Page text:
A new single: Justin Timberlake’s “Selfish” anticipates his forthcoming album, “Everything I Thought It Was,” set to release March 15. Unfortunately, Timberlake’s public feud with ex Britney Spears has overshadowed his music, and frankly, I’m not surprised.
The song is not good.
But allow me to be kind before being honest.
The song’s merits lie in Timberlake’s headspace making it, and if you watch his promotional interview with Apple Music’s Zane Lowe, it’s easy to become sympathetic to this. Inspired by Donny Hathaway’s “Jealous Guy,” Timberlake says in the interview that he wanted to write a song about something “you don’t hear from men often … an emotion that makes them vulnerable.” Lyrics like “Baby who could blame you / Glad your momma made you” are an introspective attempt to deal with the insecurities of being with a woman everyone wants.
In the music video (where he is unsuccessfully filming another music video), Timberlake is frustrated with his mistakes, constrained, seeking a healthy outlet for what he feels but can’t lash out for.
But execution matters more than intention, and the song — although cute — is boring.
“Selfish” sounds like every pop song released over the past three years, a disappointing listening experience, similar to when Spotify radio generates a playlist of songs worse than the original one you wanted to hear more of. In other words: mainstream-squared. Stale.
Even its message — male vulnerability — attempts to appease contemporary obsessions rather than innovate. It’s hot right now for guys to talk about their feelings, but a superficial outpouring of emotion does not excuse low-level and unartistic delivery. A song about a jealous guy, backed by a stock instrumental, with lyrics too bubbly to say anything true about the reality of being jealous, is not going to land.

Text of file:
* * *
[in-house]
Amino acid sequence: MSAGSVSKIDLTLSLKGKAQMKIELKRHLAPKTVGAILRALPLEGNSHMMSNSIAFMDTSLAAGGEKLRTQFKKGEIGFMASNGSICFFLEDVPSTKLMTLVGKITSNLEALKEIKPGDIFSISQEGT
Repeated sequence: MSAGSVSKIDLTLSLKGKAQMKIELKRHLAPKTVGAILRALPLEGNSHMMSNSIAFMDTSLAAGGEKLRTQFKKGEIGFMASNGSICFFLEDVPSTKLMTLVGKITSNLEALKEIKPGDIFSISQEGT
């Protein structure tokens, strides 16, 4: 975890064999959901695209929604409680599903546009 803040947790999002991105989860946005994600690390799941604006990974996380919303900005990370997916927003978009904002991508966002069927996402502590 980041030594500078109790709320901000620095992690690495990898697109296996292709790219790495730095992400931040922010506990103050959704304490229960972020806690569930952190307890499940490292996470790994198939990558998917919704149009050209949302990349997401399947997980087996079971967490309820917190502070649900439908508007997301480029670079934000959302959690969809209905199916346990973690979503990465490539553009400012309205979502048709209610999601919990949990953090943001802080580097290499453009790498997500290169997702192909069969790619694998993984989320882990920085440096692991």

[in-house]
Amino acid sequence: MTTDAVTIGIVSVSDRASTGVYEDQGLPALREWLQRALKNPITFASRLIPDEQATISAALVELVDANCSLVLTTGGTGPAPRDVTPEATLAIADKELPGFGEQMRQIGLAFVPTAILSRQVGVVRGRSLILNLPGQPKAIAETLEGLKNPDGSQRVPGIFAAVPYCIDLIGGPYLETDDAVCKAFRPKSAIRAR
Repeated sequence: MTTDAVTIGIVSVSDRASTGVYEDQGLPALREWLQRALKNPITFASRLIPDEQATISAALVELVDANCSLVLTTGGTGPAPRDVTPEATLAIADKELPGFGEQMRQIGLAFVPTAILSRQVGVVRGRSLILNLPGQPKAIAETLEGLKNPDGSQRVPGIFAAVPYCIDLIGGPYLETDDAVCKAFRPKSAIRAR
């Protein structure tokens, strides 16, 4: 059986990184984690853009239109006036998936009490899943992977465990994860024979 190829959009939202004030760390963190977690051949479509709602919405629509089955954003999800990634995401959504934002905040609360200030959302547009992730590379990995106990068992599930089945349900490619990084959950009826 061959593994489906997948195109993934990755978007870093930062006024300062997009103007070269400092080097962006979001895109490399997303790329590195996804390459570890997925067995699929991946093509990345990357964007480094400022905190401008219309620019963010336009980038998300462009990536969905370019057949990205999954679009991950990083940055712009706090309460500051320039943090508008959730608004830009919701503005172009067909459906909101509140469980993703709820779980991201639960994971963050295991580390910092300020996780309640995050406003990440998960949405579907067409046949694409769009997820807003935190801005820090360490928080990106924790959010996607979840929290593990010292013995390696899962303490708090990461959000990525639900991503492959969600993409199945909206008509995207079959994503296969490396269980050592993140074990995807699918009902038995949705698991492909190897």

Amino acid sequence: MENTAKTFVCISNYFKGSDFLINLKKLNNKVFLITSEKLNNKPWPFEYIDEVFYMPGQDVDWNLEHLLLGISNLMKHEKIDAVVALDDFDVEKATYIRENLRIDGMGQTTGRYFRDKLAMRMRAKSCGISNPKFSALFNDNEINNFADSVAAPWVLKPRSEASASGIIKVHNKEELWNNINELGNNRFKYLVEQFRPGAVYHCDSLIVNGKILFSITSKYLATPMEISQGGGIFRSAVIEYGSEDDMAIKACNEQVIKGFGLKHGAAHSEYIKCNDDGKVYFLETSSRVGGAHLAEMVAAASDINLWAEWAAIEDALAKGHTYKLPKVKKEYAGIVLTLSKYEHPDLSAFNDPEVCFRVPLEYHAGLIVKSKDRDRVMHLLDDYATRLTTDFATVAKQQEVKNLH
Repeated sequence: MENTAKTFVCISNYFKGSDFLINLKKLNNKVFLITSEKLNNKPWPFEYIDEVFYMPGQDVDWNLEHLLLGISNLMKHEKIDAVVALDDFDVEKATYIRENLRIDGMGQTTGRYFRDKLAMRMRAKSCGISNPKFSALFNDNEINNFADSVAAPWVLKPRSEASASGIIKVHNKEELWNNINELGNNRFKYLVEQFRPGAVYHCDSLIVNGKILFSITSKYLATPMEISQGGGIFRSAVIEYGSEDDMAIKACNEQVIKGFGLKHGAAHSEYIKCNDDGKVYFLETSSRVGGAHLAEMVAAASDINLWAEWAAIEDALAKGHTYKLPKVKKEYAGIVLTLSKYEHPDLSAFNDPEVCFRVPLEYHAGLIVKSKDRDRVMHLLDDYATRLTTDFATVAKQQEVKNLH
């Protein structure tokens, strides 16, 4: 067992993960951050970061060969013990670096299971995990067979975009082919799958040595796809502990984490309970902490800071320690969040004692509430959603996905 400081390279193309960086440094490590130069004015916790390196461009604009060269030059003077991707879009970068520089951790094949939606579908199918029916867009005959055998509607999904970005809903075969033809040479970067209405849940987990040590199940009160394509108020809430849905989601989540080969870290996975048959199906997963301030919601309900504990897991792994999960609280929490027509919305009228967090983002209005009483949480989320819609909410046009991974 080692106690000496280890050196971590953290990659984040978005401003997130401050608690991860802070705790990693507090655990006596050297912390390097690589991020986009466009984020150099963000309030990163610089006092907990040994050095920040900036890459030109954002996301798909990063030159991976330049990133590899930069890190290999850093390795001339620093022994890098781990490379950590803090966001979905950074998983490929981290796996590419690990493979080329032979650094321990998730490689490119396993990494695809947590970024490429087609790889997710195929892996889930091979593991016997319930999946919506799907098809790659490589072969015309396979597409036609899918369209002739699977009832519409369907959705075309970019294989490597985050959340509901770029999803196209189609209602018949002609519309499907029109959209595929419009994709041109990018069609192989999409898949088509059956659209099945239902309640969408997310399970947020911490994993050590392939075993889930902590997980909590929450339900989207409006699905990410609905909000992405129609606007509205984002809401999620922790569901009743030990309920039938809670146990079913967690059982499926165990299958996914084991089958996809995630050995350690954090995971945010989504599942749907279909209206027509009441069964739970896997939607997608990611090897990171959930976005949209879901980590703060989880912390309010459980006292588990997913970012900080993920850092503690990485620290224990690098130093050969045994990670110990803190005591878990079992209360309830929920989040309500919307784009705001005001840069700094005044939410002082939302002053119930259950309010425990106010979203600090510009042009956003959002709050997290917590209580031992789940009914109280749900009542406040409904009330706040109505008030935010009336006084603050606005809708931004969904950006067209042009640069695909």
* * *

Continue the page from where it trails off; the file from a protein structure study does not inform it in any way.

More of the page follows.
And the charts reflect that: if you’re looking for “Selfish” on the Billboard, Spotify or Apple top charts — you won’t find it. That’s probably why Timberlake is getting more attention for supposedly dissing Britney Spears at a New York concert Jan. 31, screaming “I would like to take this opportunity to apologize to absolutely f--king nobody” before performing “Cry Me A River.” That song, released in 2003, is infamous for its rumored implicit accusation of Spear’s infidelity.
This happened days after Spears apologized to Timberlake via Instagram for remarks she made in her recent book, “The Woman In Me.” She has since rescinded her apology, and fans on either side are attacking each other.
My opinion: it’s easier to ask for forgiveness than to ask for permission. Britney should have known better. Team Justin.
Back to the music: I expect more from Justin Timberlake, but every artist eventually passes their prime, and this is a glaring example of just that. Long gone are the days when he dominated the pop charts (with the help of phenomenal producers Timbaland and Pharrell, let’s not forget), earning the title “Prince of Pop.”
If you’re looking for sexy, Timberlake left it back in 2006.
Does Gen Z care about Justin Timberlake? Not really. With artists like Taylor Swift, Tate McCrae and Tyla topping the charts, Timberlake’s music might be better suited for the outdated tastes of our parents.
Which pains me to say, because I remember the iPod Shuffle days of my youth as some of the best of my life, when Timberlake had my head bobbing in the car, my body rocking, my heart hoping I’d find a summer love.
I can appreciate the past without wanting to see it in the future. An artist should never stay what he once was — stagnation is a sin worse than trying something new and failing — and has every right to continue releasing music, whether it's commercially successful or not. In reality, we, the fan base, don’t matter as much as we think we do. Let the man create, regardless of wavering public opinion.
Get The Chronicle straight to your inbox
Signup for our weekly newsletter. Cancel at any time.